790. Robert Southey and Edith Southey to Mary Barker, [late May-]1 June 1803 

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790. Robert Southey and Edith Southey to Mary Barker, [late May-]1 June 1803 ⁠* 

D. D. stands for Daughter Drivel
M. S. for Margaret Snivel.
N.B. she has a cold in her head.
Her mouth it is from ear to ear,
Her forehead bunches out –
She has a cold in her grey eyes,
And her nose is like a snout.

Better late than never if not among the Proverbs of King Solomon, [1]  is one of my proverbs & will serve as a text to a long delayed letter.

We are still in quest of a house & still without success – but – whenever you come the better pleased shall we be: My brother is gone to fight the French & we can offer you his bed – to have offered you half of it you know would not have been exactly proper. And here is Margaret almost old enough to learn the rest of her commandments, for you must know I have made a sort of synopsis of the law & gospel adapted for her tender years & condensed into one commandment. ‘thou shalt not heydiddlediddle thy father.’ If you were here I should have one job which would I am sure please you to do for me – to copy a drawing – a likeness – a portrait, drawn in India – & from the life of the Simorg. [2] 

And I will show you here a clump of trees whose fluted & twisted trunks, & bare roots, would beyond all comparison form the finest study for a painter that ever I beheld. & which are worth coming from Congreve to study. do trees grow in Staffordshire? & I will show you the Boiling Well [3]  which no painter can paint & if you attempt any thing in the Cipriani style [4]  – the little naked Loves – I will show you a live Cupid. [5]  And I will show you Garci Ferrandez [6]  finished, & K Ramiro & his wicked Wife, [7]  & Queen Urraca & the five Martyrs of Morocco. [8] 

One other inducement I know not if it be quite delicate to mention. a gentleman – a single gentleman – & a great favourite of yours who you saw in London – & – who admires you greatly, is come to reside in Bristol – & – if you come to visit us who knows what may happen? I however do beforehand stipulate & insist that I do have a large portion of the wedding cake if you should espouse the Author of Alfred. [9]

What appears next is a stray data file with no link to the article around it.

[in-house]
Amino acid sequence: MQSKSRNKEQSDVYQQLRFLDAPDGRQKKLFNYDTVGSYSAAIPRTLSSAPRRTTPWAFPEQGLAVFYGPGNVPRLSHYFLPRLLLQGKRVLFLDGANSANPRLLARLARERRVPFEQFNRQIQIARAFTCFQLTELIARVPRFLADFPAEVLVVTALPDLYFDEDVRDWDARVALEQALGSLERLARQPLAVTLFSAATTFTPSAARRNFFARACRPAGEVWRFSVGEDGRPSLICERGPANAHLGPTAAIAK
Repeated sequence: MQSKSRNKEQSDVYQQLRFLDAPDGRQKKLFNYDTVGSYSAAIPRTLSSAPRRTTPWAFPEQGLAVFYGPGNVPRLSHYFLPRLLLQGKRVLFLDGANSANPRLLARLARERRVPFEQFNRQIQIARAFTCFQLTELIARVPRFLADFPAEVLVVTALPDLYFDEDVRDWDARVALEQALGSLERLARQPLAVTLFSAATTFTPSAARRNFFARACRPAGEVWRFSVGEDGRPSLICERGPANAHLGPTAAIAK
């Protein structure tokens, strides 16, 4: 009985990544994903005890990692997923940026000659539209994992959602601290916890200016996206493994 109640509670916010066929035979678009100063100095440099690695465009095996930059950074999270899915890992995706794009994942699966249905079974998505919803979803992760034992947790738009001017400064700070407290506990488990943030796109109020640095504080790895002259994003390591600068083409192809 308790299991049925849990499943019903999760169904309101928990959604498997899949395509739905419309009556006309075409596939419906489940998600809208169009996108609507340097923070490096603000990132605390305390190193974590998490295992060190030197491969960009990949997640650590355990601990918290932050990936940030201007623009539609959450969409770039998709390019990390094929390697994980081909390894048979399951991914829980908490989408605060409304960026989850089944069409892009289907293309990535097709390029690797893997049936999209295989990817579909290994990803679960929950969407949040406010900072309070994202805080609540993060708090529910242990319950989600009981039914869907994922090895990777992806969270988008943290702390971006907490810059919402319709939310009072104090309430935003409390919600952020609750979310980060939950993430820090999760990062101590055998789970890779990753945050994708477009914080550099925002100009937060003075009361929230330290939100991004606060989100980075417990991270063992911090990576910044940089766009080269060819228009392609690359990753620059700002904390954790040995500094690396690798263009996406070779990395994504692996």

I have done a world of work here in Bristol. Amadis [10]  four volumes – of which two are printed & the other two printing & all my part done. if you do not like that book I’ll cut my ears off, if indeed it would not be more proper to inflict that operation upon yours. & so many dull books I have reviewed that I have used up all my stock of paper. & some Madoc & some Kehama & a great deal of History. [11]  – Oh – I thought I had something to say. A Lady whom I know & like very much, has made a curious collection of hand writings. now if you could give me a scrap – a letter would be better – of Charlotte Smiths [12]  – & of Mrs Inchbalds [13]  for that collection, to give her – I should be very much obliged by being thus enabled to oblige her.

[start of section in Edith Southey’s hand]

I am glad there is no date to this letter for I should be ashamed were you to know how long it has lain in this unfinished state, & all my fault, I requested it might be left for me to finish but this god daughter of yours occupies so much of my time I have no leisure for anything. This is a pretty scrawl of Southeys & some nonsense I think, notwithstanding, I beg you will attend to its contents I mean the part which concerns your coming, to Bristol do lay by your Weasel  [14]  & come, bring some of your small Tackle with you, you will find plenty of employment in this neighbourhood, I expect you will paint all our pictures, Southey says if he cannot get a Weasel here for you he has no doubt but he can procure a Ferret there being several Rabbit Warrens near us, how exceedingly witty he is, How do you like this his first Poem upon Margaret, you must come to see her, from his description you will think her a little monster. I assure you she is not so ugly. her eyes are not grey, neither are they sore. her face is full of intelligence she is almost too lively, she will soon manage me, if she want anything of me she can help herself. as you are such an excellent manager of children do come & be here at the weaning, yet no I shall not wean her these three months & we will not wait so long for your coming as that. Margaret has cut one tooth at last. & left off her cap –